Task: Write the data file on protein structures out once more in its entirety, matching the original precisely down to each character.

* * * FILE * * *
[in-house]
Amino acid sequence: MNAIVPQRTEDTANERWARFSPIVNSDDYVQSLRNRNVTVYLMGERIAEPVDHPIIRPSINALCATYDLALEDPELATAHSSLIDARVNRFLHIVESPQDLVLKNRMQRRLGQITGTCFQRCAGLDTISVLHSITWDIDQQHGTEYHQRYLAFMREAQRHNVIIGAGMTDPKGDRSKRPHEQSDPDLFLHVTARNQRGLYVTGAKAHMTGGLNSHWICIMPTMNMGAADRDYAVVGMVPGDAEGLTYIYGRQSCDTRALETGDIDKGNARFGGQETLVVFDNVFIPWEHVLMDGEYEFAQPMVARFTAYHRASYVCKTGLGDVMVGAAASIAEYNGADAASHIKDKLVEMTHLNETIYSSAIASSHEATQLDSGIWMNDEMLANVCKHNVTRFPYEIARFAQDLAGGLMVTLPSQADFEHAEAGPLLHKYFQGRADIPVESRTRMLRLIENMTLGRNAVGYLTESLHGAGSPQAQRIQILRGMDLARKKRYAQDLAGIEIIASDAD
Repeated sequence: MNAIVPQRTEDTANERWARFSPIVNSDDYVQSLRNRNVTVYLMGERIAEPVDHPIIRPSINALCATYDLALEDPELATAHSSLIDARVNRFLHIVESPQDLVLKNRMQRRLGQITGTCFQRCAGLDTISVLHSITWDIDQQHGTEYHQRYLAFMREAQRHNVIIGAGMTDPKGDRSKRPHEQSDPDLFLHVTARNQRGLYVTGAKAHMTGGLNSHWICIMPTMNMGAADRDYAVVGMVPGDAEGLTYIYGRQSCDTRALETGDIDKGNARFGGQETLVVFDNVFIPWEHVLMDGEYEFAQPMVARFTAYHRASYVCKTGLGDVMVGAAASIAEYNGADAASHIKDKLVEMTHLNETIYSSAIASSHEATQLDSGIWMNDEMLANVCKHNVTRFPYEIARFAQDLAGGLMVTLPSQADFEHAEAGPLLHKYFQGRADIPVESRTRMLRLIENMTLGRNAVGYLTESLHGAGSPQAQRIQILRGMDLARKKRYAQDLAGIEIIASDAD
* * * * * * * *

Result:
[in-house]
Amino acid sequence: MNAIVPQRTEDTANERWARFSPIVNSDDYVQSLRNRNVTVYLMGERIAEPVDHPIIRPSINALCATYDLALEDPELATAHSSLIDARVNRFLHIVESPQDLVLKNRMQRRLGQITGTCFQRCAGLDTISVLHSITWDIDQQHGTEYHQRYLAFMREAQRHNVIIGAGMTDPKGDRSKRPHEQSDPDLFLHVTARNQRGLYVTGAKAHMTGGLNSHWICIMPTMNMGAADRDYAVVGMVPGDAEGLTYIYGRQSCDTRALETGDIDKGNARFGGQETLVVFDNVFIPWEHVLMDGEYEFAQPMVARFTAYHRASYVCKTGLGDVMVGAAASIAEYNGADAASHIKDKLVEMTHLNETIYSSAIASSHEATQLDSGIWMNDEMLANVCKHNVTRFPYEIARFAQDLAGGLMVTLPSQADFEHAEAGPLLHKYFQGRADIPVESRTRMLRLIENMTLGRNAVGYLTESLHGAGSPQAQRIQILRGMDLARKKRYAQDLAGIEIIASDAD
Repeated sequence: MNAIVPQRTEDTANERWARFSPIVNSDDYVQSLRNRNVTVYLMGERIAEPVDHPIIRPSINALCATYDLALEDPELATAHSSLIDARVNRFLHIVESPQDLVLKNRMQRRLGQITGTCFQRCAGLDTISVLHSITWDIDQQHGTEYHQRYLAFMREAQRHNVIIGAGMTDPKGDRSKRPHEQSDPDLFLHVTARNQRGLYVTGAKAHMTGGLNSHWICIMPTMNMGAADRDYAVVGMVPGDAEGLTYIYGRQSCDTRALETGDIDKGNARFGGQETLVVFDNVFIPWEHVLMDGEYEFAQPMVARFTAYHRASYVCKTGLGDVMVGAAASIAEYNGADAASHIKDKLVEMTHLNETIYSSAIASSHEATQLDSGIWMNDEMLANVCKHNVTRFPYEIARFAQDLAGGLMVTLPSQADFEHAEAGPLLHKYFQGRADIPVESRTRMLRLIENMTLGRNAVGYLTESLHGAGSPQAQRIQILRGMDLARKKRYAQDLAGIEIIASDAD